Announcement

Collapse
No announcement yet.

Question about the rack pull in the press template

Collapse
This topic is closed.
X
X
 
  • Filter
  • Time
  • Show
Clear All
new posts

  • Question about the rack pull in the press template

    Hey there, I was wondering if there's a specific reason for the rack pulls in the press template. Or can one substitute it with another exercise to adress a more specific weak point, like deficit deadlifts for example.

    Thanks!

  • #2
    It's a mid shin rack pull and we like it as a somewhat specific deadlift variant. I don't think that any particular variation trains a "weak point" better than another (in general) and I probably wouldn't modify the template the first time around.
    Barbell Medicine "With you from bench to bedside"
    ///Website /// Instagram /// Peri™ Rx /// Whey Rx /// Barbell Medicine Podcast/// Newsletter /// Seminars ///

    Comment


    • #3
      Originally posted by Jordan Feigenbaum View Post
      It's a mid shin rack pull and we like it as a somewhat specific deadlift variant. I don't think that any particular variation trains a "weak point" better than another (in general) and I probably wouldn't modify the template the first time around.
      Thanks, Jordan. I'll keep the template as it is. Maybe I don't entirely get what you are saying, but what do you mean when you say that you don't think any particular variation trains a weak point better than another in general? You don't think that specifically training "weak points" is that relevant? Or you don't think the excersise selection matters that much as most variations have enough carry over anyway?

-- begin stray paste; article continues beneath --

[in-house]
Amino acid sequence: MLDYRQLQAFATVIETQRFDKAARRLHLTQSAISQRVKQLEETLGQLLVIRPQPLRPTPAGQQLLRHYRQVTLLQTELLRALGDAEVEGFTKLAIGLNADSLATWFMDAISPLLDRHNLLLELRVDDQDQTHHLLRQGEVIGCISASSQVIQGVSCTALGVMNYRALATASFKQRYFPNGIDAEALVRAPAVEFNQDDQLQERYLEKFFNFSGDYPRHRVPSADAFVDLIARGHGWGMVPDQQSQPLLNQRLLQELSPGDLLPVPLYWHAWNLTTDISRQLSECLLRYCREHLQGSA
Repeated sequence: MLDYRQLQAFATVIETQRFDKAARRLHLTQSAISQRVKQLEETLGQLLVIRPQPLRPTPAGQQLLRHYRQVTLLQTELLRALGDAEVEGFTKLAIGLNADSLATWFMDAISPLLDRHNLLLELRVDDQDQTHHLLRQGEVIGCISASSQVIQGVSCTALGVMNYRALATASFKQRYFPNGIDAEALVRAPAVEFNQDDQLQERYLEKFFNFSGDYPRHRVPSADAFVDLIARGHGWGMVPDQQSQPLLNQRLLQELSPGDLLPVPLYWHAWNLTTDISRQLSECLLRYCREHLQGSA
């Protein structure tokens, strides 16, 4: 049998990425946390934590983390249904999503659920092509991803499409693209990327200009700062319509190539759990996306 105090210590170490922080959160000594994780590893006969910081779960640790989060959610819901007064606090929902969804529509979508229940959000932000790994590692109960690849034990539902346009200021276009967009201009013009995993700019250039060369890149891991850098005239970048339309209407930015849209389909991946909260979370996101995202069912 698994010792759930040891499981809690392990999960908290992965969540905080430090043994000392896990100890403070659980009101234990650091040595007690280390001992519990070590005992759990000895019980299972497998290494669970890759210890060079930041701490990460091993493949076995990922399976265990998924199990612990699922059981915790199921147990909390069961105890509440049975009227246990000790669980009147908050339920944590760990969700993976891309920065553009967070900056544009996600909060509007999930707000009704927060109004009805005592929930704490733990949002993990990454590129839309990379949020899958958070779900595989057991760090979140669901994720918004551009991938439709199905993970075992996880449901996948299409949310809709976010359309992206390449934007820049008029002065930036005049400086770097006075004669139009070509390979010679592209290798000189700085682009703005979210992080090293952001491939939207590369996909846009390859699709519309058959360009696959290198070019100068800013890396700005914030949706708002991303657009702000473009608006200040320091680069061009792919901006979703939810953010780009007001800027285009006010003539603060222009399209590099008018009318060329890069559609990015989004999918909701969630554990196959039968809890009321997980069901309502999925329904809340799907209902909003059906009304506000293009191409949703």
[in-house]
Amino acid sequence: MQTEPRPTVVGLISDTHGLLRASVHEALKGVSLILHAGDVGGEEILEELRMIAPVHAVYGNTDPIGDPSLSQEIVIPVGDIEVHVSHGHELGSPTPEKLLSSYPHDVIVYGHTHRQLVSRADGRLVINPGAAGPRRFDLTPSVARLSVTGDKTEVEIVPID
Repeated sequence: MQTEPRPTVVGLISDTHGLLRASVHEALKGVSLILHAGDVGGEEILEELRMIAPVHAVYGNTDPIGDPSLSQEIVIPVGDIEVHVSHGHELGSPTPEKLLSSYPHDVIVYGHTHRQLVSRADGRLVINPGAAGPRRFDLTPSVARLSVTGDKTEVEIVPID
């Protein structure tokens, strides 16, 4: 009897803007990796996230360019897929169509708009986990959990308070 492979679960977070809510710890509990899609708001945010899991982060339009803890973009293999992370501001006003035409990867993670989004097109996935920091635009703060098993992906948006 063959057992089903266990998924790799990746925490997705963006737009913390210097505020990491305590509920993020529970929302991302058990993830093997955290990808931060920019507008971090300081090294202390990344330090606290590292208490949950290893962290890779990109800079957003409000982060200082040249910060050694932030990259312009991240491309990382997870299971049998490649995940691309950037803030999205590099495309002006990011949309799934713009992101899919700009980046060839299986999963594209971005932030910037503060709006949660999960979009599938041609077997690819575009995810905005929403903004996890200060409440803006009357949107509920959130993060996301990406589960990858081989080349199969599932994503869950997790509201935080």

Comment


      • #4
        Good question, Starx.

        I mean both.

        Let's consider the deficit DL vs the rack pull for a moment. Most folks would say that the deficit DL trains a "weak point" off the floor whereas the rack pull trains a "weak point" at lockout, but that seems....unlikely.

        The concept of an inherent weak point that is not the result of a person's specific anthropometric leverages (non modifiable), technique (modifiable), and overall development (modifiable) does not make sense to me.

        A lifter who is "weak off the floor" likely benefits from deficit deadlifts because it improves their technique via dedicated practice and it improves their strength via both neuromuscular and muscle cross sectional area training adaptations. They would get the same benefits from doing rack pulls - especially when done from the mid shin (it's similarly specific compared to the deficit DL) given similar volume and fatigue.

        Instead of thinking that we're training "weak points", I think we're just training, you know?
        Barbell Medicine "With you from bench to bedside"
        ///Website /// Instagram /// Peri™ Rx /// Whey Rx /// Barbell Medicine Podcast/// Newsletter /// Seminars ///

        Comment


        • PatrickD
          PatrickD commented
          Editing a comment
          This is a great answer, thank you!

      • #5
        Interresting! Thanks for the comprehensive response, I'll let that sink in for a while.

        Comment


        • #6
          Originally posted by Jordan Feigenbaum View Post